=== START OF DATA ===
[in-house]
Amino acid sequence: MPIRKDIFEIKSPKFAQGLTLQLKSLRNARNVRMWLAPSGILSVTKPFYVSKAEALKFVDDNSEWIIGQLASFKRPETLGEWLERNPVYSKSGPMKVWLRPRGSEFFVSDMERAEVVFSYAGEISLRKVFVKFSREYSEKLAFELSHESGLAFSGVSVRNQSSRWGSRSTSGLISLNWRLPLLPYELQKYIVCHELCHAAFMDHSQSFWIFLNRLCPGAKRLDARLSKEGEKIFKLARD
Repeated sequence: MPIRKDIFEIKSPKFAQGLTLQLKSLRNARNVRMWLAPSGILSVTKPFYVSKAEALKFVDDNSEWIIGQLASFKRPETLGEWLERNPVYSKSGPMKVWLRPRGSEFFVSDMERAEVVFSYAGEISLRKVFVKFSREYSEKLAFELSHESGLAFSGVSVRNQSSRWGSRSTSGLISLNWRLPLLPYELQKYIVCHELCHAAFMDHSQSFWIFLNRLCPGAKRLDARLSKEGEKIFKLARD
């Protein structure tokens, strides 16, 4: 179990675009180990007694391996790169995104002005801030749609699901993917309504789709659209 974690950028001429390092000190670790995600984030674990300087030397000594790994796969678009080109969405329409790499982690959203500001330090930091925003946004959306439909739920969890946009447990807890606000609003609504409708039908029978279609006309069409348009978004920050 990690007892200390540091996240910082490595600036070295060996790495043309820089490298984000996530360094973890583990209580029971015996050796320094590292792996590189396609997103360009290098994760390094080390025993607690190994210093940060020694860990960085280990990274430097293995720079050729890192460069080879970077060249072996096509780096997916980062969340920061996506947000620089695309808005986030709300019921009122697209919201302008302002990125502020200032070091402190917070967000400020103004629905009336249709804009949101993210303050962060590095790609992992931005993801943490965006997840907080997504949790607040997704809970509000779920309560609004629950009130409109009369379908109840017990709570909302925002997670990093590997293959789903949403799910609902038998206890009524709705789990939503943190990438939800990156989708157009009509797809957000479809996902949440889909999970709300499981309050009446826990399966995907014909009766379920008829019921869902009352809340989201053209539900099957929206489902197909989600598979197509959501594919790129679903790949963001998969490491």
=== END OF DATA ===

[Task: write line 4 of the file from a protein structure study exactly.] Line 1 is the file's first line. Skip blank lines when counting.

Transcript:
């Protein structure tokens, strides 16, 4: 179990675009180990007694391996790169995104002005801030749609699901993917309504789709659209 974690950028001429390092000190670790995600984030674990300087030397000594790994796969678009080109969405329409790499982690959203500001330090930091925003946004959306439909739920969890946009447990807890606000609003609504409708039908029978279609006309069409348009978004920050 990690007892200390540091996240910082490595600036070295060996790495043309820089490298984000996530360094973890583990209580029971015996050796320094590292792996590189396609997103360009290098994760390094080390025993607690190994210093940060020694860990960085280990990274430097293995720079050729890192460069080879970077060249072996096509780096997916980062969340920061996506947000620089695309808005986030709300019921009122697209919201302008302002990125502020200032070091402190917070967000400020103004629905009336249709804009949101993210303050962060590095790609992992931005993801943490965006997840907080997504949790607040997704809970509000779920309560609004629950009130409109009369379908109840017990709570909302925002997670990093590997293959789903949403799910609902038998206890009524709705789990939503943190990438939800990156989708157009009509797809957000479809996902949440889909999970709300499981309050009446826990399966995907014909009766379920008829019921869902009352809340989201053209539900099957929206489902197909989600598979197509959501594919790129679903790949963001998969490491």